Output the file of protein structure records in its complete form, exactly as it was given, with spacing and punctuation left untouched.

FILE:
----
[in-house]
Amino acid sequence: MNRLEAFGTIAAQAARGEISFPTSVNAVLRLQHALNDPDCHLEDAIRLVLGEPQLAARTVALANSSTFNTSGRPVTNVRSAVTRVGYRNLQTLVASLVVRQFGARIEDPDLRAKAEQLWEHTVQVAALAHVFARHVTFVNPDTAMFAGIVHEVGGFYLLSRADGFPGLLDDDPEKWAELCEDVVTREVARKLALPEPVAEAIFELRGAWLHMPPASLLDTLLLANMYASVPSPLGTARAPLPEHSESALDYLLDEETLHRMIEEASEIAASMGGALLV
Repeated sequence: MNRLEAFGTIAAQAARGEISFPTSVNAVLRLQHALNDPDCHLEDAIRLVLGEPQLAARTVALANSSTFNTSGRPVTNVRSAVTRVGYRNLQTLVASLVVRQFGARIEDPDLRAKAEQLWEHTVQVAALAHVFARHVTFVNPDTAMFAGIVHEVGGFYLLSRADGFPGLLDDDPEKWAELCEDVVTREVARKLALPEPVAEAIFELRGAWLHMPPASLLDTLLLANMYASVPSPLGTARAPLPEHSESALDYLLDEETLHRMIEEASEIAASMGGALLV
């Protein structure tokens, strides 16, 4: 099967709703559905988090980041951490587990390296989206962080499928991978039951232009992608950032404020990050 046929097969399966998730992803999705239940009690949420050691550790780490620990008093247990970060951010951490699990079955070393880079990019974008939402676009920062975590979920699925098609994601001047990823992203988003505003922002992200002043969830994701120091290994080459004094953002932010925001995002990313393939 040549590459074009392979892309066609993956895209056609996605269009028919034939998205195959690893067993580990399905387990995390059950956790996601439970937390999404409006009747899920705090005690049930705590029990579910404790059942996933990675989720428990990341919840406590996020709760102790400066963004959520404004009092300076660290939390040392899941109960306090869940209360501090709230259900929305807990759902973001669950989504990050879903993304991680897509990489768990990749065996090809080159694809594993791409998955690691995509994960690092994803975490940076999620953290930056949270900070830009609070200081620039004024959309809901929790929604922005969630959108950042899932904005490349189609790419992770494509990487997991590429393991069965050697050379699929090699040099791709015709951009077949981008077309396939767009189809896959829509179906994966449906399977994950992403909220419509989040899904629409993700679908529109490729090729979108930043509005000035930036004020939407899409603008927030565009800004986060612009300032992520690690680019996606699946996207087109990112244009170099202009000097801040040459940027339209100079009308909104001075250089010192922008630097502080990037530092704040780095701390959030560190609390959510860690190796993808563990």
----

[in-house]
Amino acid sequence: MNRLEAFGTIAAQAARGEISFPTSVNAVLRLQHALNDPDCHLEDAIRLVLGEPQLAARTVALANSSTFNTSGRPVTNVRSAVTRVGYRNLQTLVASLVVRQFGARIEDPDLRAKAEQLWEHTVQVAALAHVFARHVTFVNPDTAMFAGIVHEVGGFYLLSRADGFPGLLDDDPEKWAELCEDVVTREVARKLALPEPVAEAIFELRGAWLHMPPASLLDTLLLANMYASVPSPLGTARAPLPEHSESALDYLLDEETLHRMIEEASEIAASMGGALLV
Repeated sequence: MNRLEAFGTIAAQAARGEISFPTSVNAVLRLQHALNDPDCHLEDAIRLVLGEPQLAARTVALANSSTFNTSGRPVTNVRSAVTRVGYRNLQTLVASLVVRQFGARIEDPDLRAKAEQLWEHTVQVAALAHVFARHVTFVNPDTAMFAGIVHEVGGFYLLSRADGFPGLLDDDPEKWAELCEDVVTREVARKLALPEPVAEAIFELRGAWLHMPPASLLDTLLLANMYASVPSPLGTARAPLPEHSESALDYLLDEETLHRMIEEASEIAASMGGALLV
């Protein structure tokens, strides 16, 4: 099967709703559905988090980041951490587990390296989206962080499928991978039951232009992608950032404020990050 046929097969399966998730992803999705239940009690949420050691550790780490620990008093247990970060951010951490699990079955070393880079990019974008939402676009920062975590979920699925098609994601001047990823992203988003505003922002992200002043969830994701120091290994080459004094953002932010925001995002990313393939 040549590459074009392979892309066609993956895209056609996605269009028919034939998205195959690893067993580990399905387990995390059950956790996601439970937390999404409006009747899920705090005690049930705590029990579910404790059942996933990675989720428990990341919840406590996020709760102790400066963004959520404004009092300076660290939390040392899941109960306090869940209360501090709230259900929305807990759902973001669950989504990050879903993304991680897509990489768990990749065996090809080159694809594993791409998955690691995509994960690092994803975490940076999620953290930056949270900070830009609070200081620039004024959309809901929790929604922005969630959108950042899932904005490349189609790419992770494509990487997991590429393991069965050697050379699929090699040099791709015709951009077949981008077309396939767009189809896959829509179906994966449906399977994950992403909220419509989040899904629409993700679908529109490729090729979108930043509005000035930036004020939407899409603008927030565009800004986060612009300032992520690690680019996606699946996207087109990112244009170099202009000097801040040459940027339209100079009308909104001075250089010192922008630097502080990037530092704040780095701390959030560190609390959510860690190796993808563990």